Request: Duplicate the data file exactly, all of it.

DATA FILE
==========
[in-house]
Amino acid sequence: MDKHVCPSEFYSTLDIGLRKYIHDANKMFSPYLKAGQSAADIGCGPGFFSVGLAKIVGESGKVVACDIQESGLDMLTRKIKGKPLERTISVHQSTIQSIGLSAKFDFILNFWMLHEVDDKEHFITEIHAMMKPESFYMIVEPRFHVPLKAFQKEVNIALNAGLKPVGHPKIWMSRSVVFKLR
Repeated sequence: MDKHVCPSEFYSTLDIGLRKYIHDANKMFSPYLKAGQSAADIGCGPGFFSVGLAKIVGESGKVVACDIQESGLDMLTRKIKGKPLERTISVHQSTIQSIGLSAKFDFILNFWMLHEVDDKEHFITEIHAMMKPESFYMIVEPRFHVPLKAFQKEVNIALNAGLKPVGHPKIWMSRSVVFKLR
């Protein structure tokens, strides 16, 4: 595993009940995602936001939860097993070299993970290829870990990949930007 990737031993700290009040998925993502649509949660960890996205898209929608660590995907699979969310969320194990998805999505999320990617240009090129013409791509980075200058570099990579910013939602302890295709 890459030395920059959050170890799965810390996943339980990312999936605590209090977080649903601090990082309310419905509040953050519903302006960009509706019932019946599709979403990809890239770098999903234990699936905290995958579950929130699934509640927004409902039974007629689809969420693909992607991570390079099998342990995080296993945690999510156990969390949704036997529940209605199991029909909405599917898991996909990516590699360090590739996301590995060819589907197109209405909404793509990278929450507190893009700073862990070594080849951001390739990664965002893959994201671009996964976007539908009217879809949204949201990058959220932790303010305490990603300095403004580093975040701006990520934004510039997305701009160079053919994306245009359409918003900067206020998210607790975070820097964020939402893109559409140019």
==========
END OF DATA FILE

[in-house]
Amino acid sequence: MDKHVCPSEFYSTLDIGLRKYIHDANKMFSPYLKAGQSAADIGCGPGFFSVGLAKIVGESGKVVACDIQESGLDMLTRKIKGKPLERTISVHQSTIQSIGLSAKFDFILNFWMLHEVDDKEHFITEIHAMMKPESFYMIVEPRFHVPLKAFQKEVNIALNAGLKPVGHPKIWMSRSVVFKLR
Repeated sequence: MDKHVCPSEFYSTLDIGLRKYIHDANKMFSPYLKAGQSAADIGCGPGFFSVGLAKIVGESGKVVACDIQESGLDMLTRKIKGKPLERTISVHQSTIQSIGLSAKFDFILNFWMLHEVDDKEHFITEIHAMMKPESFYMIVEPRFHVPLKAFQKEVNIALNAGLKPVGHPKIWMSRSVVFKLR
């Protein structure tokens, strides 16, 4: 595993009940995602936001939860097993070299993970290829870990990949930007 990737031993700290009040998925993502649509949660960890996205898209929608660590995907699979969310969320194990998805999505999320990617240009090129013409791509980075200058570099990579910013939602302890295709 890459030395920059959050170890799965810390996943339980990312999936605590209090977080649903601090990082309310419905509040953050519903302006960009509706019932019946599709979403990809890239770098999903234990699936905290995958579950929130699934509640927004409902039974007629689809969420693909992607991570390079099998342990995080296993945690999510156990969390949704036997529940209605199991029909909405599917898991996909990516590699360090590739996301590995060819589907197109209405909404793509990278929450507190893009700073862990070594080849951001390739990664965002893959994201671009996964976007539908009217879809949204949201990058959220932790303010305490990603300095403004580093975040701006990520934004510039997305701009160079053919994306245009359409918003900067206020998210607790975070820097964020939402893109559409140019």